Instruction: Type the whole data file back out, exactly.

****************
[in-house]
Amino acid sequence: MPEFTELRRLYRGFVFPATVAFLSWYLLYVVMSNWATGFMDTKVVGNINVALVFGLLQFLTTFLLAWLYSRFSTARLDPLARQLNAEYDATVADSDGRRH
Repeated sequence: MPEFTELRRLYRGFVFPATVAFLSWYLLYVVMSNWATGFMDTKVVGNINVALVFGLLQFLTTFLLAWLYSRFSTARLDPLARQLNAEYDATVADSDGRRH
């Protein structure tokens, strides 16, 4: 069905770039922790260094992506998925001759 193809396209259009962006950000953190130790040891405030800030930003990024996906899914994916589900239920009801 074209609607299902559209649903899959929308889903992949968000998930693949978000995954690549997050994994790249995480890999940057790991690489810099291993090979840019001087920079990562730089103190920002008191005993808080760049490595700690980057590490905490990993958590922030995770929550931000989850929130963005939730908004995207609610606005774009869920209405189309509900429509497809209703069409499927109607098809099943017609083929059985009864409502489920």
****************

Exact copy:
[in-house]
Amino acid sequence: MPEFTELRRLYRGFVFPATVAFLSWYLLYVVMSNWATGFMDTKVVGNINVALVFGLLQFLTTFLLAWLYSRFSTARLDPLARQLNAEYDATVADSDGRRH
Repeated sequence: MPEFTELRRLYRGFVFPATVAFLSWYLLYVVMSNWATGFMDTKVVGNINVALVFGLLQFLTTFLLAWLYSRFSTARLDPLARQLNAEYDATVADSDGRRH
């Protein structure tokens, strides 16, 4: 069905770039922790260094992506998925001759 193809396209259009962006950000953190130790040891405030800030930003990024996906899914994916589900239920009801 074209609607299902559209649903899959929308889903992949968000998930693949978000995954690549997050994994790249995480890999940057790991690489810099291993090979840019001087920079990562730089103190920002008191005993808080760049490595700690980057590490905490990993958590922030995770929550931000989850929130963005939730908004995207609610606005774009869920209405189309509900429509497809209703069409499927109607098809099943017609083929059985009864409502489920």